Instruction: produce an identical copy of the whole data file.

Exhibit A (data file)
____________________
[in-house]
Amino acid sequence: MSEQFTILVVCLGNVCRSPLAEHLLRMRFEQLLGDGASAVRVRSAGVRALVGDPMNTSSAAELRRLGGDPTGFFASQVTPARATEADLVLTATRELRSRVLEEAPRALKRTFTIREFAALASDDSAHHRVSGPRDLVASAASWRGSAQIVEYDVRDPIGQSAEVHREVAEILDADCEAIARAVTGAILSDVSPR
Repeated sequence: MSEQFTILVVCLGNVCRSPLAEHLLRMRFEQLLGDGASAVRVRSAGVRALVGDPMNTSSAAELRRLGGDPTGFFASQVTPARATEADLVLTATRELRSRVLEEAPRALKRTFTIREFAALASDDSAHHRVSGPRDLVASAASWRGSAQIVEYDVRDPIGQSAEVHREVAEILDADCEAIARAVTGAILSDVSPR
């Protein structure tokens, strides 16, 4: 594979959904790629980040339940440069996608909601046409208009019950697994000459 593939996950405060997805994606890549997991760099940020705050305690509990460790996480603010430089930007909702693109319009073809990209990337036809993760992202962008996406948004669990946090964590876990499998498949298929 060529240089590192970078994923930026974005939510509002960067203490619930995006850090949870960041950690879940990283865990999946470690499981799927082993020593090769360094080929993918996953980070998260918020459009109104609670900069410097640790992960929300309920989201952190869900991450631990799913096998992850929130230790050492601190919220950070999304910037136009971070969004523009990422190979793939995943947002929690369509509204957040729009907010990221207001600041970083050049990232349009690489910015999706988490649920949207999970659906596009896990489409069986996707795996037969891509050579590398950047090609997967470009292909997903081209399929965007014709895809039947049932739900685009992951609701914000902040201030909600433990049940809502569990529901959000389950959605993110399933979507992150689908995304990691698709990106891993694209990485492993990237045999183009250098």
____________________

[in-house]
Amino acid sequence: MSEQFTILVVCLGNVCRSPLAEHLLRMRFEQLLGDGASAVRVRSAGVRALVGDPMNTSSAAELRRLGGDPTGFFASQVTPARATEADLVLTATRELRSRVLEEAPRALKRTFTIREFAALASDDSAHHRVSGPRDLVASAASWRGSAQIVEYDVRDPIGQSAEVHREVAEILDADCEAIARAVTGAILSDVSPR
Repeated sequence: MSEQFTILVVCLGNVCRSPLAEHLLRMRFEQLLGDGASAVRVRSAGVRALVGDPMNTSSAAELRRLGGDPTGFFASQVTPARATEADLVLTATRELRSRVLEEAPRALKRTFTIREFAALASDDSAHHRVSGPRDLVASAASWRGSAQIVEYDVRDPIGQSAEVHREVAEILDADCEAIARAVTGAILSDVSPR
């Protein structure tokens, strides 16, 4: 594979959904790629980040339940440069996608909601046409208009019950697994000459 593939996950405060997805994606890549997991760099940020705050305690509990460790996480603010430089930007909702693109319009073809990209990337036809993760992202962008996406948004669990946090964590876990499998498949298929 060529240089590192970078994923930026974005939510509002960067203490619930995006850090949870960041950690879940990283865990999946470690499981799927082993020593090769360094080929993918996953980070998260918020459009109104609670900069410097640790992960929300309920989201952190869900991450631990799913096998992850929130230790050492601190919220950070999304910037136009971070969004523009990422190979793939995943947002929690369509509204957040729009907010990221207001600041970083050049990232349009690489910015999706988490649920949207999970659906596009896990489409069986996707795996037969891509050579590398950047090609997967470009292909997903081209399929965007014709895809039947049932739900685009992951609701914000902040201030909600433990049940809502569990529901959000389950959605993110399933979507992150689908995304990691698709990106891993694209990485492993990237045999183009250098």